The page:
That's why i think that fear of snakes and spiders could be cured easiley with exposure therapy like this, but i'm not sure about rats since it's a diffrent kind of fear. People who fear snakes fear that they will die or be attacked by them, that's why she cries initially from just seeing it, but they seldom see snakes in the wild and see them on pictures now and then.
    With mice and rats and i speak for myself it's more a fear rather than panic, but you constantly have that fear. I can't throw stuff in the trash bin, i can't go down to the cellar or up the attic, i can't walk through a dark room and i have nightmares and see or hear rats in everything. If i see something blink, i think it's a rat, if i hear something make a sound, i think it's a rat and so on. It disturbs my everyday life in winters and i feel surrounded. Exposure of live animals would probably only make it worse, but exposure to dead animals could work since i must get used to taking them out of traps or seeing them in traps without shitting myself.

  12. This treatment might have helped physically but, snakes in dream is a sexual idea, depending on what is going on

  13. I dont believe in exposure therapy. I have been around snakes for 17 years. Have handled fed, and been struck at. My fear has never lessened. We have had sand boas, retail boas, rainbow boa, balls pythons, rock python, cornsnakes, a couple years ago my husband got into venomous, copperheads, blacktail rattles snakes, western diamond back rattlesnake, gaboon vipers and monocled cobras. I live with 35 snakes right now mostly venomous. I don't remember when my fear of snakes started or why. In my situation now I feel my fears Justified but before I still was scared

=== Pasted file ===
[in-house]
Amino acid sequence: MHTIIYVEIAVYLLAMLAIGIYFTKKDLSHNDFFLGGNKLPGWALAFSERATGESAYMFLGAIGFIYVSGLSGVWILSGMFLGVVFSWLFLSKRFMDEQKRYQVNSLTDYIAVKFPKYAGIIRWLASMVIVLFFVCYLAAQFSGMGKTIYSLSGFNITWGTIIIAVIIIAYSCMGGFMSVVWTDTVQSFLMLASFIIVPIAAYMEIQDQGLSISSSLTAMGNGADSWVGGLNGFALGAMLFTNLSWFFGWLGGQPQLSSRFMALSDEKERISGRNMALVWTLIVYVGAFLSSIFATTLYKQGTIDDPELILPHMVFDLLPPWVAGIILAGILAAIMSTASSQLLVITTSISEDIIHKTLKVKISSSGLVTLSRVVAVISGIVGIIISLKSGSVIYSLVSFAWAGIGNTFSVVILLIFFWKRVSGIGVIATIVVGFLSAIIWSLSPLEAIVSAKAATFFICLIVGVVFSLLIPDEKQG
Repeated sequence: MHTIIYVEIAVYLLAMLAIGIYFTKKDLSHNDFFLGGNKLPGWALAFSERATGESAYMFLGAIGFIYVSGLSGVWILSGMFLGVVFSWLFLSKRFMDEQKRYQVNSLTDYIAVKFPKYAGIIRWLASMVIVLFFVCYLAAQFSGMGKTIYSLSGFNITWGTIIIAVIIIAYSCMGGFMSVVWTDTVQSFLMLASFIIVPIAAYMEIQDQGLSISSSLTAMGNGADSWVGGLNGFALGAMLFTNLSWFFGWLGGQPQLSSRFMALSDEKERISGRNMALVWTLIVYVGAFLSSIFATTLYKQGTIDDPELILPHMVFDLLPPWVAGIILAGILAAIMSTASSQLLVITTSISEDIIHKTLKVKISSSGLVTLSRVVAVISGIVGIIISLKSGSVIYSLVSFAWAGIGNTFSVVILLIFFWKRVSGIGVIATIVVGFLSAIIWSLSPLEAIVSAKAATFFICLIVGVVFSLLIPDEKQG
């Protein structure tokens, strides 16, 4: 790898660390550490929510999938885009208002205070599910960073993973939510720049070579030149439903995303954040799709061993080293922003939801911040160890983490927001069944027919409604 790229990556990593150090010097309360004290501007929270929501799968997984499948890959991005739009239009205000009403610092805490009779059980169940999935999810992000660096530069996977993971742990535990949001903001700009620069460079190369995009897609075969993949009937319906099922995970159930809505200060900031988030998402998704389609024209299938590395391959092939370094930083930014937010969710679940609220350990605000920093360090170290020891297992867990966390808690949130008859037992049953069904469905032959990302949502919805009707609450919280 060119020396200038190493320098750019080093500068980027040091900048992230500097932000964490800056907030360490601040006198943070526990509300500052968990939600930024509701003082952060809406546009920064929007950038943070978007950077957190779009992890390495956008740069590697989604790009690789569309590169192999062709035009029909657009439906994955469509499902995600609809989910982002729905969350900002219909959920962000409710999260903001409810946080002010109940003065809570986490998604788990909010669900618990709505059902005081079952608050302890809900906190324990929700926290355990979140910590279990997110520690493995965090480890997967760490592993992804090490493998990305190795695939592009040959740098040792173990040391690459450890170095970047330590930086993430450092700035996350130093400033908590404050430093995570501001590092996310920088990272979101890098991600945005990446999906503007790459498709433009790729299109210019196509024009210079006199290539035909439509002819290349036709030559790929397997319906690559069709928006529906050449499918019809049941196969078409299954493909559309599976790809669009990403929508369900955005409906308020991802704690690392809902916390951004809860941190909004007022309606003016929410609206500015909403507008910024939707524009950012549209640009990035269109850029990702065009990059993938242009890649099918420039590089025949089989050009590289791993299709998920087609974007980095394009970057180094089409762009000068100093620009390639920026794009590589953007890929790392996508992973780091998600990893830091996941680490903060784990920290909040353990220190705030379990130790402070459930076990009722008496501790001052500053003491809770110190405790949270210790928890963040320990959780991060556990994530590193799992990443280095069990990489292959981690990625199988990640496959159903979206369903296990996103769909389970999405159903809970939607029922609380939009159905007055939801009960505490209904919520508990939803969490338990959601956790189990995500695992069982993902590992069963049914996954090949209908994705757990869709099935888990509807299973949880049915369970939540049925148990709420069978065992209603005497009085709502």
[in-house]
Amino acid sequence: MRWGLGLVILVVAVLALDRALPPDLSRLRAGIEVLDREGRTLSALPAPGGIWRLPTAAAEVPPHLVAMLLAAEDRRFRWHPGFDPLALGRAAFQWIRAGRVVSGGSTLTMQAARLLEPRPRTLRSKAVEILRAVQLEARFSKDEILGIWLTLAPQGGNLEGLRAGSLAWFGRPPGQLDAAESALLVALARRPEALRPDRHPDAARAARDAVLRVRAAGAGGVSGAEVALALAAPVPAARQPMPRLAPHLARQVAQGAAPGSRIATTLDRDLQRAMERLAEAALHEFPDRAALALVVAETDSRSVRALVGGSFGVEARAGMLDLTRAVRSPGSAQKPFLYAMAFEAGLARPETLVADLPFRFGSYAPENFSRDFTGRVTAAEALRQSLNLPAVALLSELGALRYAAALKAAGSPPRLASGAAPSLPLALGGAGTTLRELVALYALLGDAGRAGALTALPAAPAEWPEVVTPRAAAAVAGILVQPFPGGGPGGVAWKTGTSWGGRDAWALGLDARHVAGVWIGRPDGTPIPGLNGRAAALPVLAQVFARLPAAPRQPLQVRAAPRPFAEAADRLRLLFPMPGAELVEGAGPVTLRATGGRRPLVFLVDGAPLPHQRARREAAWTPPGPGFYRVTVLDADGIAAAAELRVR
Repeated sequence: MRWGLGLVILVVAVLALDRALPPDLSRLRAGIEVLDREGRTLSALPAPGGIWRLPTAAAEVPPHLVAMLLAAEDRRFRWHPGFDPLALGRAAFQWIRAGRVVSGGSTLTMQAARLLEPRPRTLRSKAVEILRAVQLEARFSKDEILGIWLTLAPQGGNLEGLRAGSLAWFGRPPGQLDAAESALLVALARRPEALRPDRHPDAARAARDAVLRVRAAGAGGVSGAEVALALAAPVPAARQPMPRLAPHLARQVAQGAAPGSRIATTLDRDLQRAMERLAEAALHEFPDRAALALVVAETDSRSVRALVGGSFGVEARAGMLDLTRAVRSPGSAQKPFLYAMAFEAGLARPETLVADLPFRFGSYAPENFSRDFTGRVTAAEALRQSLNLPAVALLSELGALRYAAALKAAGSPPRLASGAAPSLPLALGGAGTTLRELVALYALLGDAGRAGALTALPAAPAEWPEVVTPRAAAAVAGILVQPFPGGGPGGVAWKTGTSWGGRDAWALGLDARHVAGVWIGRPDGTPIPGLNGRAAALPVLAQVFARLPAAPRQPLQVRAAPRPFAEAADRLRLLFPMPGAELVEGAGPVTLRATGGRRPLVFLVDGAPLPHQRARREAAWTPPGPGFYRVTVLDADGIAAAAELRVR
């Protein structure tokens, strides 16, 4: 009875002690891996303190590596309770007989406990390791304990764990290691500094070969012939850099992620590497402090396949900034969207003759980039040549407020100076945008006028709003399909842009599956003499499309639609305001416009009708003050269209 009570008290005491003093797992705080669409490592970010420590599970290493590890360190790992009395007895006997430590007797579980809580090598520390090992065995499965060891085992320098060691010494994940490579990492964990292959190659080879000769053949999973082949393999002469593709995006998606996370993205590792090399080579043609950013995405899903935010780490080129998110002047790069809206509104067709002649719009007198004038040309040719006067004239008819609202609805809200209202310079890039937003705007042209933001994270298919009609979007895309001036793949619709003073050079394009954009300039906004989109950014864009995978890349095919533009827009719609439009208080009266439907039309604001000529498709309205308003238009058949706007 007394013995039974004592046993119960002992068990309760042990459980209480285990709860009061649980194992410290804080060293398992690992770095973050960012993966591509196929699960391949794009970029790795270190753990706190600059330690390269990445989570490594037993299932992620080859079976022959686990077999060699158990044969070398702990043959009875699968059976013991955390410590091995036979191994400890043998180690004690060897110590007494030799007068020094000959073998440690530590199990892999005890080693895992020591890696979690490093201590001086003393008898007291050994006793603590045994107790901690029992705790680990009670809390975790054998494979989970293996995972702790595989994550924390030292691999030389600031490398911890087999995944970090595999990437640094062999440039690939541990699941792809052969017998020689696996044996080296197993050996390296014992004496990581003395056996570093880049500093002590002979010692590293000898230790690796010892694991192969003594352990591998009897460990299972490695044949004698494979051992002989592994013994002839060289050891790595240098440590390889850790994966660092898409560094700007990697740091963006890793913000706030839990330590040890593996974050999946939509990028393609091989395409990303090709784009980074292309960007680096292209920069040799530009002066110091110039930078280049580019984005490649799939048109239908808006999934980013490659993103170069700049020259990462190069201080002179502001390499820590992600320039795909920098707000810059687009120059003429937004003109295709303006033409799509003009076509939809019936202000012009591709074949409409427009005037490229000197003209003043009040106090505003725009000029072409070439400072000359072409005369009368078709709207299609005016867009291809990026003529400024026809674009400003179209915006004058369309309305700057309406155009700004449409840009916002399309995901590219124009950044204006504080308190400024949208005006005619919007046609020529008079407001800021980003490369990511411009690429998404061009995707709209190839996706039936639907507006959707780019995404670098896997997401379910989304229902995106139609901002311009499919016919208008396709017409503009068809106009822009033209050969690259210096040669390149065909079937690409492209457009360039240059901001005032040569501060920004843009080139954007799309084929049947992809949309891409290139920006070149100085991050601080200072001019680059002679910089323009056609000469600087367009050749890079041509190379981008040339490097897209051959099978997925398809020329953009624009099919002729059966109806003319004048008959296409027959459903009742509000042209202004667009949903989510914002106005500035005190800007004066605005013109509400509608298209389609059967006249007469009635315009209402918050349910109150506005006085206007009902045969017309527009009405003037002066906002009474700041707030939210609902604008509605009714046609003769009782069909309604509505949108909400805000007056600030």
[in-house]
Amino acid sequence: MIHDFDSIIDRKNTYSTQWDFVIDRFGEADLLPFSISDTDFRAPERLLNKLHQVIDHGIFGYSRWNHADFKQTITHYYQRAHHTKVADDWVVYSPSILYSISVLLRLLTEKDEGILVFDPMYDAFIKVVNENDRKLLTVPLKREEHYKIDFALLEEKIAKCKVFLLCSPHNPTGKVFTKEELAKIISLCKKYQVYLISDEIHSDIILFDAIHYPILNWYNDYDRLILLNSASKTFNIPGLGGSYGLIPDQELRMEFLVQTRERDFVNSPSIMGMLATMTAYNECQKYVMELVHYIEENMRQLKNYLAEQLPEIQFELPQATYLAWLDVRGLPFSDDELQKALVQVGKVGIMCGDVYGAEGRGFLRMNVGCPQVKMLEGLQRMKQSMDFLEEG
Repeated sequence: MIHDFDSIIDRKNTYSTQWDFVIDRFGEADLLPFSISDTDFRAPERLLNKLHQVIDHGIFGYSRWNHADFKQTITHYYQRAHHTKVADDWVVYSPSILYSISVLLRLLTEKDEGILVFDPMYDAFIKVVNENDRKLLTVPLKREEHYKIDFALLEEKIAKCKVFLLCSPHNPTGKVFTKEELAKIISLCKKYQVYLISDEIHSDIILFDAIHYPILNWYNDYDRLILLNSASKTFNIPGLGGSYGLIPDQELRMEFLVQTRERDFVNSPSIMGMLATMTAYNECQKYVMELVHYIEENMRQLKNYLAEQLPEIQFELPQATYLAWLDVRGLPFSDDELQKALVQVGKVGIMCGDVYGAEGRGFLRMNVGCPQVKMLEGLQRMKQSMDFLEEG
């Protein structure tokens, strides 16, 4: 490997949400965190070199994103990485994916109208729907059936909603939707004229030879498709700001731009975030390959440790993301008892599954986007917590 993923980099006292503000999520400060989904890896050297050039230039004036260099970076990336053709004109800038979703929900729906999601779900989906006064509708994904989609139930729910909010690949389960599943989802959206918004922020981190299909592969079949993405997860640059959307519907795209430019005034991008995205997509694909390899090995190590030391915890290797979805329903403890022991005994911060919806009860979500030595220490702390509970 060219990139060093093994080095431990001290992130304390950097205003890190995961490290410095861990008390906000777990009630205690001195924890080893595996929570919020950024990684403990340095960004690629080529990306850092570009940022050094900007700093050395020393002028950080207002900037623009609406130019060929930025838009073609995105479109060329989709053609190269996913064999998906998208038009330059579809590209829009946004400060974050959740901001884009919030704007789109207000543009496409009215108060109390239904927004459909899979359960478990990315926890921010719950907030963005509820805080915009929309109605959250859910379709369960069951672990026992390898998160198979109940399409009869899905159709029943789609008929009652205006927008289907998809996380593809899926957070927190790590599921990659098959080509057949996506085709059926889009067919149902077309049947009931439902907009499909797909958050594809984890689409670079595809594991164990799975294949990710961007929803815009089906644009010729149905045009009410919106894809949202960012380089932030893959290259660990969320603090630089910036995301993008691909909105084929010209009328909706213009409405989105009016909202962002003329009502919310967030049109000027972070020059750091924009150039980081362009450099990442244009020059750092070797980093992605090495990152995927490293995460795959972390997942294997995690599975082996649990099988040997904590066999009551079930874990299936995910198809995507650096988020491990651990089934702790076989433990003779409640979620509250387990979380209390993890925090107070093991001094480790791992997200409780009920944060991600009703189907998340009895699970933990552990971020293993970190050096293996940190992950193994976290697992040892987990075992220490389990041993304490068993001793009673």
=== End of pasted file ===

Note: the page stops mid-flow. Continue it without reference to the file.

14. Im not afraid of snakes but im very impressionable so being around this girl would make me very afraid of snakes. Especially if shes acting like that..

  15. I overcame fear of snakes by buying one. 25 years living in fear, not going to the woods, zoos, it's all gone and he's my best friend now. Best feeling in the world. I have won this battle

  16. Exposure therapy is tough, but the key is to focus on the outcome that you want for yourself– to be able to fly again, go camping with the family, etc.